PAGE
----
• Training should be valued much more, not as relaxation time after an exhausting examination or a break from the rigours of field/office work. This issue can be handled by a group of experts alone, with a clear mandate.

Sectoral specializations within broad generalisation:

  • IAS officers have always been, at senior and policy-making levels, using the services of subject-matter specialists. But even to discuss matters with specialists, a clear understanding of technical issues is often necessary.
  • Inadequate appreciation of the nuances and implications of available choices restricts their capacity to take an informed view and render the right advice to the Minister. This results in delay and clumsy decision-making.
  • There is, therefore, an urgent need for specialisation in broad sectors such as the financial, infrastructural, social and regulatory ones, after the officers complete 10-12 years at the sub-district and district levels.
  • State governments, in consultation with the IAS associations, and other experts, can start identifying officers — based on their qualification, aptitude, preference and track-record, from the seventh year onwards in an open and participative manner — for such specialisation verticals.

Use big data to measure governance quality:

  • Criticizing governance quality without being able to measure it leads to subjective and often erroneous conclusions.
  • Institutions like the Public Affairs Centre,  University of Oxford have been attempting to identify indices and parameters for such measurement in ranking states in India based on governance (Public Affairs Index – Governance in the States of India – 2020) and ranking countries based on civil service effectiveness (International Civil Service Effectiveness Index 2019), respectively.
  • The Government should devise appropriate methods to measure the performance of, say, departments/state governments, based on big data. This, in turn, would reflect on the performance appraisal of the bureaucratic leaders. For example, the secretary of a poorly performing department cannot be rated as outstanding.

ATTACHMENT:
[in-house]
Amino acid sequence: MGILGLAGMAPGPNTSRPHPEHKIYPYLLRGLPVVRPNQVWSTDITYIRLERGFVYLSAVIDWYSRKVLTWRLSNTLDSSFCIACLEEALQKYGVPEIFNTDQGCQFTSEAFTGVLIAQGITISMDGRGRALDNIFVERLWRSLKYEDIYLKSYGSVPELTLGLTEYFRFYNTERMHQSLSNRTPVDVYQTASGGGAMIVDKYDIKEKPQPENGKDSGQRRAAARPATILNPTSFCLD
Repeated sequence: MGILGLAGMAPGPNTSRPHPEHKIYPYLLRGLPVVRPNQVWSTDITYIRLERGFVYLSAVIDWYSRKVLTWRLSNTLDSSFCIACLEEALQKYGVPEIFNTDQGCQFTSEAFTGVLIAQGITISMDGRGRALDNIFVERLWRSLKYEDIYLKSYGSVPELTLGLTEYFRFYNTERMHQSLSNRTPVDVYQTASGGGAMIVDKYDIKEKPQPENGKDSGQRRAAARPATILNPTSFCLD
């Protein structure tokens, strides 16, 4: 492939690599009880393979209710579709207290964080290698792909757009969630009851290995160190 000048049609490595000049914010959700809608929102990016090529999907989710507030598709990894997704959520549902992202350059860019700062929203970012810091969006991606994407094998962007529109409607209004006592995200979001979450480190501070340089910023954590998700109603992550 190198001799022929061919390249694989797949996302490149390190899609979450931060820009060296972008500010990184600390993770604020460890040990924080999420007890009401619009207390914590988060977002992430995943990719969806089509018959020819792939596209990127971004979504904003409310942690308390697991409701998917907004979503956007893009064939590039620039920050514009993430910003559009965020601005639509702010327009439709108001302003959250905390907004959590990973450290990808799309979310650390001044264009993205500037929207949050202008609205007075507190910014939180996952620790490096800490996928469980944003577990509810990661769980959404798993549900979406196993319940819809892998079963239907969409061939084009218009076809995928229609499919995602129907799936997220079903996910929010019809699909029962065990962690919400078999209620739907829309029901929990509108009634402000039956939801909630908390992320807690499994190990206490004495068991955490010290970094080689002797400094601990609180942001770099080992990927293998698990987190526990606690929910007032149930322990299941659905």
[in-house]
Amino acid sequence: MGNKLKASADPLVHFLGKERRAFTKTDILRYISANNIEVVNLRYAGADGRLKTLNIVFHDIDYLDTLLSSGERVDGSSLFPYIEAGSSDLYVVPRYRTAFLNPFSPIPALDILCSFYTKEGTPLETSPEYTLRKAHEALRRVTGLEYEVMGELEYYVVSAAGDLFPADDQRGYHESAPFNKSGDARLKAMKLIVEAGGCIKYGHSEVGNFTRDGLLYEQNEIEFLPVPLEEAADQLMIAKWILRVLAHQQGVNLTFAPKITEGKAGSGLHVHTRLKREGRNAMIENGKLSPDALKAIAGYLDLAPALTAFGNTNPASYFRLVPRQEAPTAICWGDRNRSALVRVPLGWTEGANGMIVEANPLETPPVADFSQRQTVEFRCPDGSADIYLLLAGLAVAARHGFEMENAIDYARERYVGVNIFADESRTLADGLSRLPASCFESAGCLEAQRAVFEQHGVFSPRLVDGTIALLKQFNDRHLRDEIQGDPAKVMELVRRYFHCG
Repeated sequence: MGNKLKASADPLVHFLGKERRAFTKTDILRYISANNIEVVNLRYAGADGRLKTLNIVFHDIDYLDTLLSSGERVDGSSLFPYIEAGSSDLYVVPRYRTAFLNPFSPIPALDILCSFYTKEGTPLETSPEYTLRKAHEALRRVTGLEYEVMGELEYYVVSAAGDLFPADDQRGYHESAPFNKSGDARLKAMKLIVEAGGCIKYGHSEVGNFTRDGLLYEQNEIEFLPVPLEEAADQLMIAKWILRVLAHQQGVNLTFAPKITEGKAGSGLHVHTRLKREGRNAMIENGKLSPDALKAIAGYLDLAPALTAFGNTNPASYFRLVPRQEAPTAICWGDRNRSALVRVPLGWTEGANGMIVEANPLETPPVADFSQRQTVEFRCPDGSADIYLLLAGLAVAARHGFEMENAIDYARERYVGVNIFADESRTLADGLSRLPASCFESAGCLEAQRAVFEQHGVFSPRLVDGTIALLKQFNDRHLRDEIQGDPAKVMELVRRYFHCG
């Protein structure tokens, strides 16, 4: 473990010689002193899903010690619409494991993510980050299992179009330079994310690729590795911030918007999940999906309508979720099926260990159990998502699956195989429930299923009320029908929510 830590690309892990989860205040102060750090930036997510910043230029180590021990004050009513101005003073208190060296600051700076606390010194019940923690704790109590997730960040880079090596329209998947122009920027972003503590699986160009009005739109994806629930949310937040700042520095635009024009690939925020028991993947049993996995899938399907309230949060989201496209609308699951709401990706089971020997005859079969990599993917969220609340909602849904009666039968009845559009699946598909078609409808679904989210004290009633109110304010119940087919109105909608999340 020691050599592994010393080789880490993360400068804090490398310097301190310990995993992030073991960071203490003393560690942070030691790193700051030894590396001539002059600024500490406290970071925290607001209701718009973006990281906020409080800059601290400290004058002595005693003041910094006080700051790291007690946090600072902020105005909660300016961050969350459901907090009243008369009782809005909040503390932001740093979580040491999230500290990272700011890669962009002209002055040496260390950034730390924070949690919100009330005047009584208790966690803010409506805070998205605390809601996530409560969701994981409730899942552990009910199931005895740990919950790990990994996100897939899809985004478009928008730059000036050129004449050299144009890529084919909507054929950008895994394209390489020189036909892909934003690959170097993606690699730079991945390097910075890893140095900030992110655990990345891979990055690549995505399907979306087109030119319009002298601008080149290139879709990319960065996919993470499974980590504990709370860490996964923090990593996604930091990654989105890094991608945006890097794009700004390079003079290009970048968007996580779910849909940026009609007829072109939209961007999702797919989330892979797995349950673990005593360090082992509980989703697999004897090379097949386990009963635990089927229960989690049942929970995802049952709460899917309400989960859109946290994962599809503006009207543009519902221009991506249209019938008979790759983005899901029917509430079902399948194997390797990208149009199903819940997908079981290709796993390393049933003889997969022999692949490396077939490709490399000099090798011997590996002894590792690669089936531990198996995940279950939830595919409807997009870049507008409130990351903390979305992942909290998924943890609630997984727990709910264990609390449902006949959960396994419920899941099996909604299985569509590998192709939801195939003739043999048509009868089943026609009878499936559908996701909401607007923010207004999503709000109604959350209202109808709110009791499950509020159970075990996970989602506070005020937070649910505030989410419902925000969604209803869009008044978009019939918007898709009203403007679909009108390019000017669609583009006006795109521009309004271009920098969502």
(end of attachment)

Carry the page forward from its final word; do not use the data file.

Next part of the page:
• Experience shows that non-application of mind and refusal to take initiative or decision (often arising from lack of subject-matter knowledge and fear of being punished or prosecuted later) have perhaps done much more harm to governance than even corruption.
  • While good performers should be encouraged and protected for decisions taken in good faith, periodic cleansing of the incorrigible deadwood through judicious use of the Fundamental and other disciplinary rules is also as important.

Discourage the practice of appointing retiring/retired officers:

  • Clever bureaucrats know the advantages of being on the right side of power and that any “extra” help rendered will never go unrewarded. Unfortunately, this perception demotivates the honest and hard-working ones who constitute the overwhelming majority in the higher bureaucracy.
  • Therefore, except for very few Constitutional posts like the CAG’s, most of the quasi-judicial posts may perhaps be offered to officers well before their retirement, discouraging service beyond their normal age of superannuation.
  • Such a step, that no political dispensation is likely to agree to, would go a long way in eliminating the widely prevalent practice of sycophancy and favour-seeking. Outstanding retired officers can always be used in myriad other advisory capacities.

Way Forward

Only a strong-minded and reform-oriented Prime Minister, with wide public support, can take the bureaucracy by the horn and make headway, working in tandem with the state governments and other stakeholders. Blaming the system without reforming it can turn out to be largely symbolic.